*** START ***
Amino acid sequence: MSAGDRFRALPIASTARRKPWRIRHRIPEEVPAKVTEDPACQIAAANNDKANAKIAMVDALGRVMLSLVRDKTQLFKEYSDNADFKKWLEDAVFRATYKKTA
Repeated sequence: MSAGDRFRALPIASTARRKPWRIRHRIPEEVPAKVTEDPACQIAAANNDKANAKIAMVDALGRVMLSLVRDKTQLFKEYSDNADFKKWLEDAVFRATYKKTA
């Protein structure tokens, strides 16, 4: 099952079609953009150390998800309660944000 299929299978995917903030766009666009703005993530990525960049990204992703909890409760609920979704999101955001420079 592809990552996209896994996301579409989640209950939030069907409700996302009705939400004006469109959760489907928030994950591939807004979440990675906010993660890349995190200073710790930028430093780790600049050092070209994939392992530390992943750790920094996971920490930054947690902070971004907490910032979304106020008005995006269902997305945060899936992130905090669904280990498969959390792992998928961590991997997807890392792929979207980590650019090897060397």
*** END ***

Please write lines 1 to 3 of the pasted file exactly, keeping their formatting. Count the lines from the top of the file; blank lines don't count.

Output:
Amino acid sequence: MSAGDRFRALPIASTARRKPWRIRHRIPEEVPAKVTEDPACQIAAANNDKANAKIAMVDALGRVMLSLVRDKTQLFKEYSDNADFKKWLEDAVFRATYKKTA
Repeated sequence: MSAGDRFRALPIASTARRKPWRIRHRIPEEVPAKVTEDPACQIAAANNDKANAKIAMVDALGRVMLSLVRDKTQLFKEYSDNADFKKWLEDAVFRATYKKTA
């Protein structure tokens, strides 16, 4: 099952079609953009150390998800309660944000 299929299978995917903030766009666009703005993530990525960049990204992703909890409760609920979704999101955001420079 592809990552996209896994996301579409989640209950939030069907409700996302009705939400004006469109959760489907928030994950591939807004979440990675906010993660890349995190200073710790930028430093780790600049050092070209994939392992530390992943750790920094996971920490930054947690902070971004907490910032979304106020008005995006269902997305945060899936992130905090669904280990498969959390792992998928961590991997997807890392792929979207980590650019090897060397």